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Rescue crews continued scouring the waters of the Gulf of Mexico today looking for 11 missing drilling rig workers even as the rig, which had been burning since Tuesday night, sank beneath the waves.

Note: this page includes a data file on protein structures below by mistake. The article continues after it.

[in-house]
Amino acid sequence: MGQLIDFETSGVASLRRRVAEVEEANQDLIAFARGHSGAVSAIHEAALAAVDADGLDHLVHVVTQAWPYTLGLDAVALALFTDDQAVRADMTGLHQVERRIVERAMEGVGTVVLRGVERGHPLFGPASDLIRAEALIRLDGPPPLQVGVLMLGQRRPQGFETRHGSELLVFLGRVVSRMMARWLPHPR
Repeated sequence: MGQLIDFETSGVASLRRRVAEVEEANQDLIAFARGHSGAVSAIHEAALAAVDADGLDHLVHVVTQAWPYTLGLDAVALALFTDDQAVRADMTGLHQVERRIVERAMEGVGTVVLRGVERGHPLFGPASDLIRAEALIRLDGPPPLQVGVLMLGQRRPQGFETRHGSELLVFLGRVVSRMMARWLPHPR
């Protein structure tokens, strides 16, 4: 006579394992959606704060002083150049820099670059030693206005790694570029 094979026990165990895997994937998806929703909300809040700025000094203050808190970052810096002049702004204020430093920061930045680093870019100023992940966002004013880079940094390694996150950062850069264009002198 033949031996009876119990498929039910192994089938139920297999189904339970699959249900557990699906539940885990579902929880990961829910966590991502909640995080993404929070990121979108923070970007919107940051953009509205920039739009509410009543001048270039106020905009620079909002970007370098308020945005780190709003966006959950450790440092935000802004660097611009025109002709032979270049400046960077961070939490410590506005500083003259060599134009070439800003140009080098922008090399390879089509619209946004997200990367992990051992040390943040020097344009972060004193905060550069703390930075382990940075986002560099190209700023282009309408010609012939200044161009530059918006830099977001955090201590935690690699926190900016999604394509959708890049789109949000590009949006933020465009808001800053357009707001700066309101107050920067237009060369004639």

A U.S. Coast Guard spokesman said the rig sank at 10:20 a.m. A few hours later, Coast Guard officials confirmed again the rig was fully submerged and that the fire had been extinguished. The agency had initiated plans to mitigate the environmental impact of the accident, Coast Guard Fireman Katherine McNamara said. The “worst case scenario,” she said, was the vessel would spill 700,000 gallons of diesel fuel as well as crude oil into the Gulf. She did not have more details on cleanup efforts. There were 126 crew members aboard the semi-submersible rig, owned and operated by Transocean, who had only minutes to abandon the platform before it was swallowed in fire, according to company officials. “This would have happened very, very rapidly,” said Adrian Rose, vice president of quality, health, safety and environment for Transocean, the largest drilling contractor in the world, which is based in Switzerland but keeps major offices in Houston. Stanley Murray, the father of one of the workers who escaped from the rig said in an interview in Louisiana this morning his son told him he didn’t think any of the missing could have survived. “The 11 that’s missing, they won’t find ‘em,” Murray said. “They’re burned up.” Three people were critically injured among 17 who were flown by air ambulance to hospitals in New Orleans and Mobile, Ala., for treatment after the fire broke out around 10 p.m. Tuesday. Family of one of the missing crew members has filed the first federal lawsuit Thursday in the Eastern District Court of Louisiana against Transocean and BP. The lawsuit was filed on behalf of Shane Roshto, a roustabout who was working on the rig when the accident took place. Roshto is believed to have been thrown overboard and killed while following the instructions of his employer, Transocean, and performing his duties, according to the suit. The complaint alleges negligence on the part of Transocean and BP and that the accident was caused by the companies’ failure to comply with federal regulations and statutes, as well as failing to provide a competant crew, a safe workplace and properly supervise employees, among other allegations. Natalie Roshto, Shane Roshto’s wife, who also is a plaintiff in the suit, “is distraught as she does not know whether or not her husband is alive and is currently suffering from post traumatic stress disorder, depression, anxiety and other injuries which will be show upon the trial of this matter,” the complaint read. The plaintiffs are seeking unspecified damages. The semi-submersible rig has been under lease by BP since 2007. It had completed cementing and casing of an 18,000-foot exploratory well, Rose said, when a sudden and abnormal pressure buildup occurred in piping connecting the well to the rig. The well depth includes the 5,000 feet of water in which the rig was floating. “Gas or oil got into the pipe and as it came up through the riser it expanded rapidly and ignited,” Rose said. While the incident appeared to resemble a blowout, Rose cautioned that it was far too early to determine the exact cause. He said a formal investigation would begin only after the missing crew members have been found and other workers have been reunited with their families. While most of the hydrocarbons were being burned off by the fire, a light sheen could be seen on the surrounding waters, and seven major oil spill response vessels were in route to the area, said Rear Admiral Mary Landry, commander of the Eighth Coast Guard District. Landry also said a “massive” rescue effort included three helicopters, a plane and four Coast Guard cutters that scoured a 900-square-mile area. Overnight, the search was scaled back to two cutters and early this morning a broader search, including aircraft, will resume. Coast Guard Fireman McNamara said Thursday afternoon that one helicopter and one Coast Guard cutter were currently searching Gulf waters for the workers. and that so far the agency had covered 2,000 square miles.